Most Japanese major companies, which at one time were leaders in consumer electronics, are struggling to find their feet in a world that has moved to digital software.
Electronics major Panasonic Corporation announced the acquisition of Blue Yonder, formerly JDA Software, a supply chain management specialist, for $7.1bn. In March, Hitachi took over GlobalLogic, a Silicon Valley software engineering company, for $9.5bn.
“As everything becomes digital, it’s becoming increasingly difficult to differentiate through hardware,” Yasuyuki Higuchi, a Panasonic executive who heads its connected solutions business, said in an interview. “Naturally we have a real sense of crisis and we need to have software.”
Higuchi was earlier with Microsoft and headed their Japanese business. He initiated the move to acquire Blue Yonder with an initial 20 percent stake in the company last year.
Panasonic acquired the remaining 80% of the Scottsdale, Arizona-based Blue Yonder in April. The acquisition should complete in the second half of this year.
But there are concerns in the market that the company has over-reached in paying such a huge price. Panasonic has had a history of struggle with most of its acquisitions. Its two big acquisitions: the 1990 purchase of MCA, then the owner of Universal Pictures, for $6.6bn, and the $7.2bn takeover of rival Sanyo Electric in 2011 have been wrought with growth trouble. In 2015, Panasonic bought Hussmann, a US manufacturer of refrigerated display cases, for $1.6 billion, which too was questioned by analysts. “We believe Panasonic has a weak track record especially when it comes to large deals,” Jefferies analyst Atul Goyal said in a recent report.
But Higuchi is confident of the deal and said that the Blue Yonder agreement is an investment in a software company with predictable and stable revenues. The US supply chain specialist has 3,000 clients, including Coca-Cola and Walmart. It generated $1bn in sales last year, of which 67 per cent were recurring revenues. “With such a high recurring ratio, their revenue is mostly set like a utility,” Higuchi said. “We have also managed to retain the management so the success ratio is very high.”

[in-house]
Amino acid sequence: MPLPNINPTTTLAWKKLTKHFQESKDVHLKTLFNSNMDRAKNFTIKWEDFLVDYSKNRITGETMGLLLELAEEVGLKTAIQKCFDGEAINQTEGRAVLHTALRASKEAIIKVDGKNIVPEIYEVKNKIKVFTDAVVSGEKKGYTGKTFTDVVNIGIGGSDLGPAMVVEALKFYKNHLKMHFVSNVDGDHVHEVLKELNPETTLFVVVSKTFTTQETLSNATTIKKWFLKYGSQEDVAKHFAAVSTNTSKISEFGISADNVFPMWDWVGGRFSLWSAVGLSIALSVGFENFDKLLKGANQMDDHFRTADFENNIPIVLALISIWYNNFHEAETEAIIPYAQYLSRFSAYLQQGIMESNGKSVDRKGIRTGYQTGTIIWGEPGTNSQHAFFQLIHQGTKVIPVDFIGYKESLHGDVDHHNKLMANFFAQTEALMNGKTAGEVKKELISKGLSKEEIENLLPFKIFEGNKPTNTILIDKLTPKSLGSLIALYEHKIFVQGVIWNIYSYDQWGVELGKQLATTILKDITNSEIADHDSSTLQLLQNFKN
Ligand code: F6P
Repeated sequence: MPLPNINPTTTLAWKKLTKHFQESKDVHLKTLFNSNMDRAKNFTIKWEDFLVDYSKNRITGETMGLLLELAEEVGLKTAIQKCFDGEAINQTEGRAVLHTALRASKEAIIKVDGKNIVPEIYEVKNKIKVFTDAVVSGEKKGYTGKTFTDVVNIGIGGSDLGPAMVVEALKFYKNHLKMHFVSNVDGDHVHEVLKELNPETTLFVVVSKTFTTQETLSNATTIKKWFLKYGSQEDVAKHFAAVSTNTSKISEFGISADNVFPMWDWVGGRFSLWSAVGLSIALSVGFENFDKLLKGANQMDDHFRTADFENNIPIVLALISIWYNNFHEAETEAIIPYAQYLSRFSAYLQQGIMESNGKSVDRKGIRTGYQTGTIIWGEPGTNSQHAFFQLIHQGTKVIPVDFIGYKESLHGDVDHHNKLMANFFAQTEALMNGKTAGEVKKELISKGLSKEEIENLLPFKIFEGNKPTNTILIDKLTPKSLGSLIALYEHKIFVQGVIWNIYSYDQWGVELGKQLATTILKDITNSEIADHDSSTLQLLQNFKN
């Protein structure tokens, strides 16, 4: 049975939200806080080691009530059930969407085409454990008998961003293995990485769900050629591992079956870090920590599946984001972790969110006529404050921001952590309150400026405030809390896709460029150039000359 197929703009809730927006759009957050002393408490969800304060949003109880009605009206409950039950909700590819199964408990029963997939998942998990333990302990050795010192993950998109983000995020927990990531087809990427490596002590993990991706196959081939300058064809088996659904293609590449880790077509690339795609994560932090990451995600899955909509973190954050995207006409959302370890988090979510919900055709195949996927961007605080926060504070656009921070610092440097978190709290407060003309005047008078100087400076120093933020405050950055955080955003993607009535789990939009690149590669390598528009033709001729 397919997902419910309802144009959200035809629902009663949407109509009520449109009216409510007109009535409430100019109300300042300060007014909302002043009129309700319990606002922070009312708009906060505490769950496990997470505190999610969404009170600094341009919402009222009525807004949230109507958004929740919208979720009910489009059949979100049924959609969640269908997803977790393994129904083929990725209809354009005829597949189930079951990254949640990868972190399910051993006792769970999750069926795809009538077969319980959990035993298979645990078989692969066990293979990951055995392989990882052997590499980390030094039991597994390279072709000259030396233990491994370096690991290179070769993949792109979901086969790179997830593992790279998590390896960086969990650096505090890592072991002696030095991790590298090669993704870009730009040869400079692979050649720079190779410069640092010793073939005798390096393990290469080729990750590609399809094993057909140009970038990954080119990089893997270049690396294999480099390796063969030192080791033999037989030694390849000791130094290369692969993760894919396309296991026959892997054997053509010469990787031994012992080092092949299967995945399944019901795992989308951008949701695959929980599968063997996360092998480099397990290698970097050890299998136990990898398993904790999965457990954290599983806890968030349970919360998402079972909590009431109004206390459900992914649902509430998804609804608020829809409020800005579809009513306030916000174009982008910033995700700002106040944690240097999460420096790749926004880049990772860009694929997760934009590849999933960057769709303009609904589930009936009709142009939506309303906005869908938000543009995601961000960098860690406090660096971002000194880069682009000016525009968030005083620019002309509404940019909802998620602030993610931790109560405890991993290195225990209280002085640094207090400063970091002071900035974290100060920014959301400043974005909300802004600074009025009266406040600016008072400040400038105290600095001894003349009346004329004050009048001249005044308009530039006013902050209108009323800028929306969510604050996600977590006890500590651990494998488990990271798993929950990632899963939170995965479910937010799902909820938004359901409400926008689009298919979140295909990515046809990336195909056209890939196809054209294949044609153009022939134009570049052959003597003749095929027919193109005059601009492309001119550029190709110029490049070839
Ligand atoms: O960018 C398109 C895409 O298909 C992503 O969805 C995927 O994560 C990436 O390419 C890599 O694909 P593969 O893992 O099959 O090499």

But analysts are skeptical of the move and feel that the 20 percent Panasonic stake in the company would have brought the same benefits as a full acquisition.
Panasonic plans to expand Blue Yonder’s client base in Japan and will utilise the US company’s software to enhance supply chain management of its hardware, such as security cameras and sensors.
Citigroup analyst Kota Ezawa believes that the latest acquisition addressed some of the serious challenges faced by Panasonic. “They need a recurring business model, a large software asset and a gateway and distribution channel to do business out of Japan, so these were all things that were required to survive competition. So it fills a few of the gaps, but obviously this deal is not the entire answer to how Panasonic shifts to software and subscription services,” Ezawa said.
Panasonic’s takeover of the company comes barely a month after Blue Yonder made a filing with the US Securities and Exchange Commission (SEC), for an IPO. Blue Yonder CEO Girish Rishi said that Panasonic came up with their offer just after they initiated this move, which made sense as they had a three-year history of business with each other, and Panasonic already had a 20 per cent stake in the company.
He adds: “Panasonic is a pit stop… What was attractive to us about going under the Panasonic umbrella is that our vision, our strategy, our culture will be preserved, and it will get accelerated. We will organically, and very selectively, continue to build a company for posterity’s sake.”
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